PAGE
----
Thursday, November 26, 2009

Streamline moderne, late-era art deco

Art deco from Bryan and Vernon, Texas, and Albuquerque, New Mexico. Streamline art moderne is my favorite. A few more example of art deco architecture in downtown Bryan, Texas.

Print shop office, Bryan Avenue, Downtown Bryan, Texas

Streamline art moderne: La Fonda Hotel, Vernon, Texas, with wide-radius curves, long horizontal elements, and glass block. Love it!

Service station, Bryan, Texas

Law office, Bryan, Texas

S&S Auction house, downtown Bryan, Texas

Faux art deco, highway sign, Cline's Corner, New Mexico

Faux art deco, Route 66 Casino Roadrunner cafe, west of Albuquerque. Interestingly, I sat at the counter next to a friendly trucker of the shaved head/Van Dyke beard/sunglass variety. Going against stereotypes, I enjoyed a trucker's breakfast of Indian fry bread, green chiles, eggs, and beans with coffee. Meanwhile, he tucked into a camper's breakfast of oatmeal, dried cranberries, and coffee.

Updated December 6, 2009.

Fabulous collection of streamline modern architecture.

Wonderful collection of streamline moderne design.

Wednesday, November 18, 2009


I consider myself a Liberal progressive, even more so since the "L" word morphed into an epithet, courtesy Rush, his dittoheads, and their AM radio talk show host brethren.

But two similar events, one before the Will Rogers' watershed age of 40, one after, instigated some self-assessment. In my early twenties, I worked as a daily newspaper reporter for a substandard salary as a daily newspaper (which involves a seven days/week work regimen, late night meetings, early morning deadlines) in a medium-sized town, ferreting out red-banded produce and subsisting on a pasta-heavy diet out of necessity. Once, in the grocery checkout line, a woman leaned over me to ask the cashier if she could buy lobster with food stamps. Lobster! I looked at my cart filled with blue boxes of mac and cheese, black-spotted bananas, and store-brand oatmeal…and had a recalibratory moment.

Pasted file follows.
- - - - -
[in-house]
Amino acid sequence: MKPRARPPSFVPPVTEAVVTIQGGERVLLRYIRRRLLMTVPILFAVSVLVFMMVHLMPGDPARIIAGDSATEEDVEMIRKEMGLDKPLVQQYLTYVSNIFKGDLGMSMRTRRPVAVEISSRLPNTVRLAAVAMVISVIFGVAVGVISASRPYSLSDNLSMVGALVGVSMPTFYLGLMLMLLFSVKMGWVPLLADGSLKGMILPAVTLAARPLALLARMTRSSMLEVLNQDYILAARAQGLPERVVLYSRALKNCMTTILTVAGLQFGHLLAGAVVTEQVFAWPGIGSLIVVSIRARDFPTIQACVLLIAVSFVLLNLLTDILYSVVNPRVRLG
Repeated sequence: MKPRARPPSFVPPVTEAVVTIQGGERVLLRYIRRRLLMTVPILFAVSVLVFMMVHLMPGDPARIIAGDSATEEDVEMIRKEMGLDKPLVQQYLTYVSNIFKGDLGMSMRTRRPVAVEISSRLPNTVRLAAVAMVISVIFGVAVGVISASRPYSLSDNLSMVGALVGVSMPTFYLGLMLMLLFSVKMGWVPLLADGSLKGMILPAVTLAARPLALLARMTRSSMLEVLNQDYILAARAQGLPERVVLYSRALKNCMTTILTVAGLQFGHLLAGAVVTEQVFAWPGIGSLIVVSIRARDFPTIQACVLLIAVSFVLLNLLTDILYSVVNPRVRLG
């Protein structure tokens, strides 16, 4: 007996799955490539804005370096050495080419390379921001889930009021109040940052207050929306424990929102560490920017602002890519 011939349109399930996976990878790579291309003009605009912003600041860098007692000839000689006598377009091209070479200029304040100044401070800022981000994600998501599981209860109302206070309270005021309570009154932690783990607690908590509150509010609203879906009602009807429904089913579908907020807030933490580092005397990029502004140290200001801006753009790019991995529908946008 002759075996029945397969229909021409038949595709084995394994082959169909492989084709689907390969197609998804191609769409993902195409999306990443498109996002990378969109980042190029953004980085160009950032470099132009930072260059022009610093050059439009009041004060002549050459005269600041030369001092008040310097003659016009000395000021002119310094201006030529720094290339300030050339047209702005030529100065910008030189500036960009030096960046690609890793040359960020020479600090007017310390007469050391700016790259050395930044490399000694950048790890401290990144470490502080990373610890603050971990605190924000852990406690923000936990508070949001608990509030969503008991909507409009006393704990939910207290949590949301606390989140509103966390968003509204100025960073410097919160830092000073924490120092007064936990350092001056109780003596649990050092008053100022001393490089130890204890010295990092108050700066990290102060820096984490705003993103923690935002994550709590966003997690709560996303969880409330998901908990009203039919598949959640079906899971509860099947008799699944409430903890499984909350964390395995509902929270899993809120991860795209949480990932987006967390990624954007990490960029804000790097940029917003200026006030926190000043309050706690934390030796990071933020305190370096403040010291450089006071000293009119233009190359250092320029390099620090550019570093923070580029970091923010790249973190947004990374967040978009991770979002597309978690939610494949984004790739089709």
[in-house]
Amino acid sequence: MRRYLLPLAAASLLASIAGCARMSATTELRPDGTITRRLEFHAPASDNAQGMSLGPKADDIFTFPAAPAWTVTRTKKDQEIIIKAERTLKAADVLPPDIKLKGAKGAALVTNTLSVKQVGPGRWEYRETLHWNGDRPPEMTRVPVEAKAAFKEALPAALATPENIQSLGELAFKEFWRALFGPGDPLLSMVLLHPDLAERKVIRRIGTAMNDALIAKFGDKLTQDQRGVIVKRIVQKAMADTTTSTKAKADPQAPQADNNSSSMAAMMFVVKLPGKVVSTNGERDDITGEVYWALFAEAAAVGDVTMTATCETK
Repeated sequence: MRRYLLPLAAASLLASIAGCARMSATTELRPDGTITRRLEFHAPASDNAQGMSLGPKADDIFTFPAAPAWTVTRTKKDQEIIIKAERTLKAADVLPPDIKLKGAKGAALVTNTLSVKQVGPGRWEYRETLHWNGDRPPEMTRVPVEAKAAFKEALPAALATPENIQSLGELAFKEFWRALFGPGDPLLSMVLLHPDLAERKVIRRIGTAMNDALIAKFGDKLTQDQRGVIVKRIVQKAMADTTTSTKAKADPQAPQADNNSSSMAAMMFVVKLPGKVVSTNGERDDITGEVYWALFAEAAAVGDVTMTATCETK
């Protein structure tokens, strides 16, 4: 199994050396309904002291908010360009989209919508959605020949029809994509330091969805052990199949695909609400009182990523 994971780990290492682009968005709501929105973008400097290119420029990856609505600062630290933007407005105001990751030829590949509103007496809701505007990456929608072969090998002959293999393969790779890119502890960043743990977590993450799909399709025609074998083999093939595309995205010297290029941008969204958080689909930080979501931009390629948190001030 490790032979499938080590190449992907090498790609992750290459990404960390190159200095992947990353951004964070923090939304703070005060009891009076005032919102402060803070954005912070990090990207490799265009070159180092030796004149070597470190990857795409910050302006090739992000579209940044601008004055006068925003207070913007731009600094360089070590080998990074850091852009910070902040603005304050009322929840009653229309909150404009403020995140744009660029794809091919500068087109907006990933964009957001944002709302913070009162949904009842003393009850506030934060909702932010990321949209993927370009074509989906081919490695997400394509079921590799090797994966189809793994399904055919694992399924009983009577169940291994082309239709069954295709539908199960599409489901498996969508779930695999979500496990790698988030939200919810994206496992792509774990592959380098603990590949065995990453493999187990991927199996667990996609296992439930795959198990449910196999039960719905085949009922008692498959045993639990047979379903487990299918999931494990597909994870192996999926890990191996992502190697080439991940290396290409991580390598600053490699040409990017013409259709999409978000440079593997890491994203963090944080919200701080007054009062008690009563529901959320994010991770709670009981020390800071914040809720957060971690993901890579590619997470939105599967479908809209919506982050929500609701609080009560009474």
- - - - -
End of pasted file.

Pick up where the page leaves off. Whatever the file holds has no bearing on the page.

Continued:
Fast-forward to today. I still live modestly and work hard. I have a demanding job running an engineering program at a big university, and I often work late at night at my technical editing consulting business. Sometimes I come home so drained it's all I can do to feed my animals and fall into bed. I bicycle to work, mostly brown bag it for lunch: still frugal after all these years. Luxuries are few to nonexistent. My only vacation in years was the road trip to Arizona for a wedding.

Into the rental house next door moves a couple. She told me she does not work, just "sits at home and gets fat." And smokes. Cigarettes are an expensive habit. This couple apparently have not paid their utility bills for several months, although it appears that he works. Their gas was cut off. On one of the few days I drove to work (as I have to carry in seminar refreshments), before I even shut the door of truck, she was out her door and halfway up my driveway, asking for a handout, lit cigarette in hand. I had been working until 1 a.m. that morning on a technical paper, worked a hard 10-hour day at the office. In addition, the day before, I had overhead her, without provocation, speaking about me to a neighbor using words prevalent in Rap lyrics.

I refused to give her money, both out of exhaustion and hurt feelings. I referred her to restaurant within close walking distance—my former employer—which was looking for waitstaff. She, with no intention of following up, whipped out her cell phone and demanded their number. When I said that she would have to apply in person, she again demanded their number, with no intention of ever following up. From where does she get this sense of entitlement?

Is it rebellion against societal slugs that turns otherwise rational people into vituperative Conservatives?